What causes pain in your shoulder blade and how it can be treated?
Shoulder pain can affect different parts of your shoulder from the right-side of your shoulder to the top of your shoulder. But shoulder pain in your shoulder blade, also known as your scapula, can have many possible causes from bursitis to a scapula injury. A scapula (shoulder blade) injury includes fractures, severe bruising and injuries to your tendon (the cords of tissue that connect your muscle to your bone). The NHS explains a scapula injury can be the result of a high-impact trauma such as a road accident or a fall from a height.
We explain the common causes of scapula pain and how a specialist could help diagnose and treat your pain.
Studies show that your scapula attaches to three different muscle groups. These are:
- Extrinsic muscles;
- Intrinsic muscles, and
- Stabilising muscles.
These three muscle groups help facilitate your regular arm and shoulder movements. When you move your arm above shoulder height, your shoulder blade rotates, which sometimes puts stress on your shoulder joint. This can lead to wear and tear, resulting in pain and reduced mobility in your shoulder blade.
While many people experience pain in or around their shoulder joint, others might experience pain in their shoulder blade (scapula) or between their shoulder blades. This pain can feel like a dull ache or a sharp, stabbing pain. The nature of your pain depends on the cause of your shoulder blade pain.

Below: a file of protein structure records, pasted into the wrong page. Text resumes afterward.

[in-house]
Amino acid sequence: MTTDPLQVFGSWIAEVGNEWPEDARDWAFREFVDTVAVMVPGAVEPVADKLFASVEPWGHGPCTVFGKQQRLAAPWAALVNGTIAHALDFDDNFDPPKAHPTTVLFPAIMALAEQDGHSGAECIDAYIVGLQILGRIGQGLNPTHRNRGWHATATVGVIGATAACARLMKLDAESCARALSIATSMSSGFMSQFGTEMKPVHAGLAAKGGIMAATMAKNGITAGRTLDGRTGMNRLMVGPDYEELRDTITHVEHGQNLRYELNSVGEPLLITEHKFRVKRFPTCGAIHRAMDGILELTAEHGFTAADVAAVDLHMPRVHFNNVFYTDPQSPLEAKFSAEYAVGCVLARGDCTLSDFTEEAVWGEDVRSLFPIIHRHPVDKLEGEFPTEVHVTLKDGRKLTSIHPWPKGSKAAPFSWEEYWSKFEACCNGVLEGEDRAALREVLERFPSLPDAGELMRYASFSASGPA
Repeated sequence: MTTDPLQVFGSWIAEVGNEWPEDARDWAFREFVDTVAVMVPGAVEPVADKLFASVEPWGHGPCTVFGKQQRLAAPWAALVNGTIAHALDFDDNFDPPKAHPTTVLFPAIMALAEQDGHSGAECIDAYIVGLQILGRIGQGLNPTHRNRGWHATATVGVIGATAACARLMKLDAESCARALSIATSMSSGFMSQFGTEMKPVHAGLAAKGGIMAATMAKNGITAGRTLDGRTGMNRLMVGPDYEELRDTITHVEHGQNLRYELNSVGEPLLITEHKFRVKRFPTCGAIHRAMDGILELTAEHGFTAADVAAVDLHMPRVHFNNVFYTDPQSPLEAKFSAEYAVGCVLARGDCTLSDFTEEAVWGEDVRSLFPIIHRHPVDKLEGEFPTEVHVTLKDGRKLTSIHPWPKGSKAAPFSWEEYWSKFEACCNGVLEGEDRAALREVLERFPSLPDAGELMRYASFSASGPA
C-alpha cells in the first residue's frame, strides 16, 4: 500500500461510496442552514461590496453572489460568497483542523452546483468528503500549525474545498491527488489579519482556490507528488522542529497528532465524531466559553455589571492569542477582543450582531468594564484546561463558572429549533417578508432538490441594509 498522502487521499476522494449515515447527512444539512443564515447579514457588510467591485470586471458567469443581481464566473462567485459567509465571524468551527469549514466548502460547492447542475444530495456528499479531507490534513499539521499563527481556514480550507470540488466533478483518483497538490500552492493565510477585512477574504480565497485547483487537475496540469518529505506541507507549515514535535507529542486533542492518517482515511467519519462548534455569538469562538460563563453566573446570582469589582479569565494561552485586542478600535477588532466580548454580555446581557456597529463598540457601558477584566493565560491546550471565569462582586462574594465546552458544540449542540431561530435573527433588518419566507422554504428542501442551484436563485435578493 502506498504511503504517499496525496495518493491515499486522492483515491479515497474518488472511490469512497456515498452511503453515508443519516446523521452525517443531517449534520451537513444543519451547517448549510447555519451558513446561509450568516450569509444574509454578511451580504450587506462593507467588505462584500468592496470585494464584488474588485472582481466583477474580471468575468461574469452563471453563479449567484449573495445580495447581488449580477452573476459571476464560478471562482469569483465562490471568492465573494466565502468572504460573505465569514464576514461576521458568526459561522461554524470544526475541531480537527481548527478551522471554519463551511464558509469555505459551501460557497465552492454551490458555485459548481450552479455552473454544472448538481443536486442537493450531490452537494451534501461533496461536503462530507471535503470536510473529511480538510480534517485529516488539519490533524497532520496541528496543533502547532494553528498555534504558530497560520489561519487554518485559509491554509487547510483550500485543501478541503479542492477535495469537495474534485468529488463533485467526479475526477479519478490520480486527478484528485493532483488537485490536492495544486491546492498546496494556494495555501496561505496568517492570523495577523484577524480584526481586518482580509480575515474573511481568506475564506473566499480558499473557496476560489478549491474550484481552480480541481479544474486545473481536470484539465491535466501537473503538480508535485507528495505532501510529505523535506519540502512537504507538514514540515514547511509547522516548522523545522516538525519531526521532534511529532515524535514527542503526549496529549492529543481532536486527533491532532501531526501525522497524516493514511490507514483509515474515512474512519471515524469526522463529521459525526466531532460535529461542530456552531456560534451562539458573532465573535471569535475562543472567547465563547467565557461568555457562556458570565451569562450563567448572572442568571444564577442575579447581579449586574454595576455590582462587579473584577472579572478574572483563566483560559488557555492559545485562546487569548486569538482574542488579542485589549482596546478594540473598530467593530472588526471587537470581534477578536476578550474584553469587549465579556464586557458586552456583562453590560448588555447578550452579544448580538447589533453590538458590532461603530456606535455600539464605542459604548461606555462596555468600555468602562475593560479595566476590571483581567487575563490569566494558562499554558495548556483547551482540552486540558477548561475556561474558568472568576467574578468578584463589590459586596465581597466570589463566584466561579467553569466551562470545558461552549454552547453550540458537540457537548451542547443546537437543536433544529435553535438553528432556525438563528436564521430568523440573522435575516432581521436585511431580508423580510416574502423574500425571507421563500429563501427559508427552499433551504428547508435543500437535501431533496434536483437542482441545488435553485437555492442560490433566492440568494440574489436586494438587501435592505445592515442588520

There are several reasons why you might experience pain in your shoulder blade or between your shoulder blades. These include:
- Overuse: Too many overhead activities such as throwing, lifting, or stretching might cause muscle strain. This often results in pain and stiffness across your joints.
- Poor posture: Poor posture (which often occurs when you sit with your shoulders hunched) might cause pain in your scapula. According to the NHS, poor posture causes muscle strain and imbalance. This often results in pain and stiffness.
- Bursitis: Bursae are fluid-filled sacs within your joints. If the bursa that sits between your scapula and spine becomes inflamed, it can cause severe shoulder blade pain. Inflammation of your bursa is known as bursitis.
- Fracture: A shoulder blade fracture happens when you experience direct trauma to your scapula. For example: an injury through a contact sport or a car crash. A shoulder blade fracture is rare and often extremely painful.
- Pain relief medication: Paracetamol or anti-inflammatory medicine such as ibuprofen could ease your pain. You could even use an ibuprofen gel on your painful area. Before taking medication, you should speak with your doctor.
- Rest: By resting as much as possible, you might find that your shoulder blade pain improves slowly. If it doesn’t, you should consider other treatment options.
- Physiotherapy: A physiotherapist will teach you specialist shoulder blade stretches and exercises to strengthen your muscles, helping reduce your pain and improve your mobility. The Chartered Society of Physiotherapists recommends several exercises to reduce shoulder pain.
Shoulder blade pain can impact your everyday life, because you use your shoulder joint so frequently.
It is important to remember that effective treatment options are available for shoulder blade pain. If you’re suffering from joint pain, we have many joint pain specialists who can help.
Book an appointment online to see a specialist shoulder Consultant at one of our nearest hospitals.